Boy Soldier: Salifu in Search of Peace

"I was not born a boy soldier; my captives forced me to become one. I had to obey them to stay alive today," Salifu said.

Salifu was born in Sierra Leone, a tiny West African nation about the size of Maine. He was only 9 years old when members of the Revolutionary United Front abducted him in 1996 at the Wesleyan primary school at Bafodia, Kabala, a northern Sierra Leonean district. He was stuck in captivity for about two months. Those horrible months seemed like an eternity to him. The R.U.F. detested the nomenklatura—the rebels considered themselves freedom fighters or the people's liberation army. In a vicious whirlwind of death, Salifu lost his family: parents, Fatu and Hamidu Kamara, and six siblings. The R.U.F. bandits raped his sister Kadiatu before his eyes, and then took her away to become a wife. She is believed dead as nothing has been heard about her survival since that fateful day she was whisked away.

Speaking with his dimmed eyes and a subdued voice, Salifu said, "I hope and pray that day will never come again." Whenever he remembers the injustices and agony he endured, he's paralyzed with despair. "I wish I had [had] the might to challenge the R.U.F.," he said. But a voice inside him always said, "Vengeance is mine, I will repay." His Christian values had not yet evaporated into thin air.

The civil war that ravaged Sierra Leone lasted from 1991-2001 and razed it to mere rubble. Today, the Atlantic sea breeze is blowing with refreshing vitality and cautious optimism, under a dynamic, newly elected President Ernest Bai Koroma. But it will take time for the pendulum of transformation to teeter toward a dramatic rehabilitation. Right now, the impoverished nation is chronically chocked with overwhelming basic needs.

To transform Salifu into a boy soldier for the R.U.F., a miracle herb similar to the drug ecstasy was slipped into his tea. This made him bold, fearless, and eager to venture into daring adventures. He was given a mandate to protect the R.U.F.'s commandos, armed with his AK-47 on a 24-hour shift. Several other boy soldiers who had resisted or tried to escape were pinned down screaming, while thugs carved the initials A.F.R.C.-R.U.F. on their bare chests with a sharp object.

Although brutalized and often tied up, Salifu miraculously escaped one day and began a protracted arduous trek from Kabala to Freetown in order to earn his desired freedom. United Nations peacekeeping forces found him after the end of the civil war, but he was not without physical and emotional trauma.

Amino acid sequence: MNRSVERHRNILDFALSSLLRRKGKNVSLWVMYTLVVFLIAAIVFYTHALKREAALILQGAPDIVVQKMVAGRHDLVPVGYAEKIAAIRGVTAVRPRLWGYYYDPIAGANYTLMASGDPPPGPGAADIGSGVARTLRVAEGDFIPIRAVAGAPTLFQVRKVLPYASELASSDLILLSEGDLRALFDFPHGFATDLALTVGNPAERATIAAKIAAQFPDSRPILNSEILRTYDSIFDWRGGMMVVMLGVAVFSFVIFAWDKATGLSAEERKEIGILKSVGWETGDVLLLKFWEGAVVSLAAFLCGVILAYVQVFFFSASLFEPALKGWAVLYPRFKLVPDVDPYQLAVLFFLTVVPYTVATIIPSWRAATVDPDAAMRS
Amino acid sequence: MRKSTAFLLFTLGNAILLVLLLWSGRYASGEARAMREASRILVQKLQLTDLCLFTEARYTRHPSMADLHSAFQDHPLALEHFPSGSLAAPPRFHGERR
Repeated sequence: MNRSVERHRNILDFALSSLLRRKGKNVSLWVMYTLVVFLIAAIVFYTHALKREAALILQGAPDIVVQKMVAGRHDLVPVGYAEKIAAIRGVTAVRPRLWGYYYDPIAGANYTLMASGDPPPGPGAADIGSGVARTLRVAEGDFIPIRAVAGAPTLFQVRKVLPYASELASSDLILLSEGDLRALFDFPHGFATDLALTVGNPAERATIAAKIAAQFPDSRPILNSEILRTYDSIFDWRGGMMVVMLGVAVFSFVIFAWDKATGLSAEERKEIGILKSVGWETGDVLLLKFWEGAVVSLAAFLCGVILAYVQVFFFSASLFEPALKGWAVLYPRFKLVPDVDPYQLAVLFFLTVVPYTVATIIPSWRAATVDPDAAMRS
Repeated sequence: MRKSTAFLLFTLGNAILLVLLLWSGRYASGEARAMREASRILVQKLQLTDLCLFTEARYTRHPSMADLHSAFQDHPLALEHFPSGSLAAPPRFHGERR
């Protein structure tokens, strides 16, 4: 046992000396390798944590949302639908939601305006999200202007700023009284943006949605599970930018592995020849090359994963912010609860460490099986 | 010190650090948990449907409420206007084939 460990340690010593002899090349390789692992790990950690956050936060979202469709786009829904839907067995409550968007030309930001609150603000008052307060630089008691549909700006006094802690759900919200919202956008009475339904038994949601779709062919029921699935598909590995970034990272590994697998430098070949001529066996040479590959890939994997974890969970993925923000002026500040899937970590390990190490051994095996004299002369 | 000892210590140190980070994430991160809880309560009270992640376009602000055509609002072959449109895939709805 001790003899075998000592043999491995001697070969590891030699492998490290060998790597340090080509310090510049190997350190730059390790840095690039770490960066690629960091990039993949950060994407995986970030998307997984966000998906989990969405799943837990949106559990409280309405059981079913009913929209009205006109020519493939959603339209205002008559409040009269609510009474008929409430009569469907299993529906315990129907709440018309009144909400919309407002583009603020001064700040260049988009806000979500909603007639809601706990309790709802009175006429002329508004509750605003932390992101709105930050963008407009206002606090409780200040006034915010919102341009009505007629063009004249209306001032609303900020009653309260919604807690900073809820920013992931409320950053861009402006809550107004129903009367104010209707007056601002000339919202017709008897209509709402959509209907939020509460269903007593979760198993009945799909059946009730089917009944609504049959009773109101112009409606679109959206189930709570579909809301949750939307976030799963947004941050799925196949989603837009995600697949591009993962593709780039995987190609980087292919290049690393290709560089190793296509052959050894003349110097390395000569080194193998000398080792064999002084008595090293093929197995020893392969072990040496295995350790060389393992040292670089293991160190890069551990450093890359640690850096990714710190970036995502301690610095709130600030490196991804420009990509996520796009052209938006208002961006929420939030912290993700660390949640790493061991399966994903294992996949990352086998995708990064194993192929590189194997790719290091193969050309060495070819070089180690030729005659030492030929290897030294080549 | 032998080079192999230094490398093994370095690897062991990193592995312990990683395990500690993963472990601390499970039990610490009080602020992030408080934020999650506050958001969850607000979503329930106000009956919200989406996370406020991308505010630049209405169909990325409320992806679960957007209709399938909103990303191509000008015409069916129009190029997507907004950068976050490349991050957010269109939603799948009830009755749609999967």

Now 21, Salifu is disabled and walks with a crutch, but his mental prowess like his vision for the future is as clear as his glaring, youthful eyes. He's the pioneer of the Global Network for Disabled Youths in his homeland that caters for the needs of young disabled and traumatized war victims. He arrived in the United States on March 15, 2007, through the help of philanthropists. Like most newly arrived immigrants, he deals with culture shock daily. At his United States home, he stared at the well-lit house, "When will the lights go off," he asked. His friends chuckled, "The lights in America stay on 24 hours-a-day," Francis his roommate said.

But in Sierra Leone, electricity is still sporadic, where most people in the capital, Freetown, have gone without electricity for a long period. The next day, Salifu was invited to breakfast. Breakfast! Surprised he said, "What are you talking about?"

"Here we eat breakfast in the morning, please come and join us," said Junior, his new friend.

Salifu eyed the generous and delicious food with a smile like a hungry child, "You guys are blessed here in America," he said.

Salifu contacted me through my Web site ( by posting a long message. I responded promptly, as he was eager to share his story with me. We bonded almost immediately. His search for a Sierra Leonean writer mysteriously led him to me. But because of his horrible experiences, it's hard for him to trust people in a hurry. After being robbed of his childhood and family, he still struggles to come to terms with reality. But his predicament did not paralyze his life or his vision to chart out his own destiny.